4. Devices should be capable of receiving security updates and patches.
  5. Device manufacturers should notify consumers if there is a security breach.
  6. Device manufacturers should ensure consumers are able to reset a device to factory settings in the event of a sale or transfer of the device.

Over the course of a year, the multistakeholder group and the Working Groups worked together to develop the following over-arching recommendations:

  1. Elevate the focus on international-level standards. Standards can provide clear, testable, and credible guidance on implementing security and privacy by design across all jurisdictions.
  2. Continue development and deployment of the Secured Home Gateway at CIRA and the Manufacturer Usage Description (MUD) standard at the Internet Engineering Taskforce (IETF) in order to provide network-level approaches to resiliency that can address the challenge of low-cost, foreign-made devices that do not adhere to security standards (which are designed for specific devices and firms).
  3. Continue to develop a consumer friendly label alongside international-level standards. It is recommended that a label combine static “trustmarks” (such as for CE in Europe, Kitemark in the UK, CSA in Canada) with a live component such as a QR Code that can convey advanced and up-to-date product security information.
  4. Leverage the multistakeholder group’s core content for consumer education and awareness (the Shared Responsibility Framework). This could be used in efforts or campaigns to raise consumer and industry awareness. With funding, a consumer education campaign could be organized by a multistakeholder group that leverages the network created by this Canadian IoT initiative. The Working Groups also developed more granular recommendations for specific stakeholder groups, identified in the following sections.
On Internet-connected device labeling
  1. Develop a security label for Internet of Things (IoT) and other digital products.
  2. Adopt standards for testing and evaluation of IoT products to assist purchasing decision.
  3. Promote consumer awareness programs for both product labels and testing.
  4. Enact a regulatory framework that requires formal testing and evaluation of products.
  5. Create a flowchart that could be used by manufacturers to determine requirements, and by users to determine label expectations.

An effective security label should combine the consumer trust factor of known “trust marks” (such as CE in Europe, Kitemark in the UK, and CSA in Canada) with advanced and critical product security information that can be updated. The label should convey the key information that formal testing and certification has been performed on the product, and how to access up-to-date critical information on product security features and installation/deployment considerations. Examples of security labels can be found in Section 3.3.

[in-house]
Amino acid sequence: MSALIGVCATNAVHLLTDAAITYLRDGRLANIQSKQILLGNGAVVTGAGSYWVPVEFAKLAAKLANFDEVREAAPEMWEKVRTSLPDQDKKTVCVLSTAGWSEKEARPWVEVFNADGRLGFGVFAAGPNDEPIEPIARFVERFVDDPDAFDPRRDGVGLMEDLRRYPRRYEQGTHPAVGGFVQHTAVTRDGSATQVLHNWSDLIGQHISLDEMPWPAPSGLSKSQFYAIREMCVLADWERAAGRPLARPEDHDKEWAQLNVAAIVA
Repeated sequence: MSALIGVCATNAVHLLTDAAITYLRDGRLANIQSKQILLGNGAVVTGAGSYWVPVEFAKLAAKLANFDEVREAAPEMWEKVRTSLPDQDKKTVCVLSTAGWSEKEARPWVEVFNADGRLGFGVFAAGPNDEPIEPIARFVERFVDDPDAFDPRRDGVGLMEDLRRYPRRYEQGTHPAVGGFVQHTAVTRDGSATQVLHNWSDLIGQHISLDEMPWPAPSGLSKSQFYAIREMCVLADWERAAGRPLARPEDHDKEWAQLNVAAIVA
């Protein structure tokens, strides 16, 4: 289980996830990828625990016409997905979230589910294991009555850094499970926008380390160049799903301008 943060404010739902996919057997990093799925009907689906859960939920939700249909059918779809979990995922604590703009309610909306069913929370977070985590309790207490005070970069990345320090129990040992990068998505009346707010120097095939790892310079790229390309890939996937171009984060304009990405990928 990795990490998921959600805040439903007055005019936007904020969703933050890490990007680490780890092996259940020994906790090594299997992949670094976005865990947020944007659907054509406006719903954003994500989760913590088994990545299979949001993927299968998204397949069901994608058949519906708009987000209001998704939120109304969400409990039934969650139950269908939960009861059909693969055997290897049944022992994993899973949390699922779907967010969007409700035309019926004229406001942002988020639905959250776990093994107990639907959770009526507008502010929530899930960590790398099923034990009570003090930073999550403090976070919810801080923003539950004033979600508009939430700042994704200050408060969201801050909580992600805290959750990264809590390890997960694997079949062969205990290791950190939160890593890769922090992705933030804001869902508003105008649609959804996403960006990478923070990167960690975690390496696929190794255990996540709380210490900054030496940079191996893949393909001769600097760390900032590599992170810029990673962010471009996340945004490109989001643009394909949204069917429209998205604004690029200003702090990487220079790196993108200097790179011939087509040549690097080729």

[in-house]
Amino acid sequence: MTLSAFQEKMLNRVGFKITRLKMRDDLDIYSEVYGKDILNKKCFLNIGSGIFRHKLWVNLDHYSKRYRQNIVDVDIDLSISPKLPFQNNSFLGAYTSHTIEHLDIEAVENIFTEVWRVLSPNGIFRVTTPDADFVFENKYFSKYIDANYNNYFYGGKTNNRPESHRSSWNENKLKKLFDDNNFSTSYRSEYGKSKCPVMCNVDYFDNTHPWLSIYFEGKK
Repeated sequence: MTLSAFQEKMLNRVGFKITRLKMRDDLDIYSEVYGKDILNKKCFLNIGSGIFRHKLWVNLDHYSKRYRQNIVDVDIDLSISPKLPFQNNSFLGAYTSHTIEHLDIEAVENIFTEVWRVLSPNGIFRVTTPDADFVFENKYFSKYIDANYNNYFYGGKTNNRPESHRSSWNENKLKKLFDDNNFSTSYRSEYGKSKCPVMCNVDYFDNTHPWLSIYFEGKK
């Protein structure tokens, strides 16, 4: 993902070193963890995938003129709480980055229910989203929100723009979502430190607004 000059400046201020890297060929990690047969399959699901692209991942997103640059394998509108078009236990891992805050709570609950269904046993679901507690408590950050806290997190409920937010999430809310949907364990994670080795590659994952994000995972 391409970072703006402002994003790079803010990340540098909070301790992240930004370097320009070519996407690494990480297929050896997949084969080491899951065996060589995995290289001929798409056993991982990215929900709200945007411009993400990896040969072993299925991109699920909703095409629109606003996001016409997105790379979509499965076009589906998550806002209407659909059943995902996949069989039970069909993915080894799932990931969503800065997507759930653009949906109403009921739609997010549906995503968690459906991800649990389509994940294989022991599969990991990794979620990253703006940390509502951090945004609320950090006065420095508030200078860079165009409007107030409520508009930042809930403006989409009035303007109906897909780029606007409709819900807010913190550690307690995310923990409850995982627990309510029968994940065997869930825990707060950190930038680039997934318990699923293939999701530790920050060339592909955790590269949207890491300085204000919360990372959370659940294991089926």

Recommended Next Steps:
  1. Approach and collaborate with organizations focusing on IoT security and privacy in an attempt to reduce the amount of fragmentation in the market for initiatives and labels to avoid consumer confusion.
  2. Continue to influence the standards effort through the International Organization for Standardization/ International Electrotechnical Commission (ISO/IEC) for international standards and standards developing organizations with similar projects and interests.
  3. Collaborate with the Online Trust Alliance (OTA) to approach key vendors and solution providers to raise awareness on the need for security certification and device labels.
  4. Determine the best organization to provide a formal specification of the “live label.” This could be Internet Engineering Taskforce (IETF) or similar, and includes further developing the live label (QR Codes) proposal through collaborating with other organizations such as OTA.
  5. Elevate the proposed voluntary labeling framework as a model for consumer IoT device manufacturers to demonstrate their compliance with existing Canadian law and regulations in this space.
  6. Further assess the certification and testing of applications that control devices and backend support services, in addition to focusing on the devices themselves.
  7. The development of labeling concept should continue. Labeling can be incorporated as a ‘control’ as part of IoT security-related standards being developed at the national/regional (T200) and international (SC27030) level.

There is a need for a regulatory framework for required formal testing of standards and mutual recognition options between IoT standards, similar to the type of agreements that govern telecommunications equipment.

The Device Labeling Working Group proposes that a security product label should include the following:
  1. Identification of the organization overseeing/authorizing the certification and formal testing (e.g. BSI Kitemark, CE mark, CSA mark).